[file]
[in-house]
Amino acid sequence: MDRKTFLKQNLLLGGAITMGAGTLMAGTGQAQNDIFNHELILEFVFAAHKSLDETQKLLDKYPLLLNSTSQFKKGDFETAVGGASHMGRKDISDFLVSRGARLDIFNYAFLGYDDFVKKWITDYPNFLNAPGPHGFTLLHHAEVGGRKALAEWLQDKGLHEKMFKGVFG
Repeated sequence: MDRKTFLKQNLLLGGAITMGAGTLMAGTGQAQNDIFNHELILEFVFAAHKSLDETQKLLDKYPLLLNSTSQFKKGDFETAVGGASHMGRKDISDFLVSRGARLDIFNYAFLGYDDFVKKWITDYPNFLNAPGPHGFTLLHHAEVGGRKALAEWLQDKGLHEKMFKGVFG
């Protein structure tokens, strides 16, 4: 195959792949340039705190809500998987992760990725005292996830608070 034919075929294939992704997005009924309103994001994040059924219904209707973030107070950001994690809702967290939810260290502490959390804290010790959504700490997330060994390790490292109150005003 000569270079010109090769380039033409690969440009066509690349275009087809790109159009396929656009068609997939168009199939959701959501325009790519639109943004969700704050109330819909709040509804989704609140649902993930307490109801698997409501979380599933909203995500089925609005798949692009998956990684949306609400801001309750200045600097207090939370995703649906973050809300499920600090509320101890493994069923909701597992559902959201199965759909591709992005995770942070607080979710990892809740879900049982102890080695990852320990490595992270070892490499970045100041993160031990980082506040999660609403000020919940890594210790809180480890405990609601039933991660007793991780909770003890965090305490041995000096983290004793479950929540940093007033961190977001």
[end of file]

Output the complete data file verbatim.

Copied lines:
[in-house]
Amino acid sequence: MDRKTFLKQNLLLGGAITMGAGTLMAGTGQAQNDIFNHELILEFVFAAHKSLDETQKLLDKYPLLLNSTSQFKKGDFETAVGGASHMGRKDISDFLVSRGARLDIFNYAFLGYDDFVKKWITDYPNFLNAPGPHGFTLLHHAEVGGRKALAEWLQDKGLHEKMFKGVFG
Repeated sequence: MDRKTFLKQNLLLGGAITMGAGTLMAGTGQAQNDIFNHELILEFVFAAHKSLDETQKLLDKYPLLLNSTSQFKKGDFETAVGGASHMGRKDISDFLVSRGARLDIFNYAFLGYDDFVKKWITDYPNFLNAPGPHGFTLLHHAEVGGRKALAEWLQDKGLHEKMFKGVFG
């Protein structure tokens, strides 16, 4: 195959792949340039705190809500998987992760990725005292996830608070 034919075929294939992704997005009924309103994001994040059924219904209707973030107070950001994690809702967290939810260290502490959390804290010790959504700490997330060994390790490292109150005003 000569270079010109090769380039033409690969440009066509690349275009087809790109159009396929656009068609997939168009199939959701959501325009790519639109943004969700704050109330819909709040509804989704609140649902993930307490109801698997409501979380599933909203995500089925609005798949692009998956990684949306609400801001309750200045600097207090939370995703649906973050809300499920600090509320101890493994069923909701597992559902959201199965759909591709992005995770942070607080979710990892809740879900049982102890080695990852320990490595992270070892490499970045100041993160031990980082506040999660609403000020919940890594210790809180480890405990609601039933991660007793991780909770003890965090305490041995000096983290004793479950929540940093007033961190977001």